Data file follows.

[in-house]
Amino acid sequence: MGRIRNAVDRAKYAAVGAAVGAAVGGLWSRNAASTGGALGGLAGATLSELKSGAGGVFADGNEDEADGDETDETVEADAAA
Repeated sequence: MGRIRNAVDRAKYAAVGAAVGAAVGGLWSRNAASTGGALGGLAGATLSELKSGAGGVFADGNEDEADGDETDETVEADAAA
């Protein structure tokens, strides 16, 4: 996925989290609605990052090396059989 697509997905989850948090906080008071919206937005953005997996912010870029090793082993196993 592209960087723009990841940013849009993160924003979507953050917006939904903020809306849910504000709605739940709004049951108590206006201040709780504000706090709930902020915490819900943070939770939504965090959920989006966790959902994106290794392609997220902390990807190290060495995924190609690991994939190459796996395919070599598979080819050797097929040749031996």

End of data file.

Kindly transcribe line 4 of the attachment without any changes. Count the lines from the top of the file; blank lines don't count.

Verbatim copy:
């Protein structure tokens, strides 16, 4: 996925989290609605990052090396059989 697509997905989850948090906080008071919206937005953005997996912010870029090793082993196993 592209960087723009990841940013849009993160924003979507953050917006939904903020809306849910504000709605739940709004049951108590206006201040709780504000706090709930902020915490819900943070939770939504965090959920989006966790959902994106290794392609997220902390990807190290060495995924190609690991994939190459796996395919070599598979080819050797097929040749031996």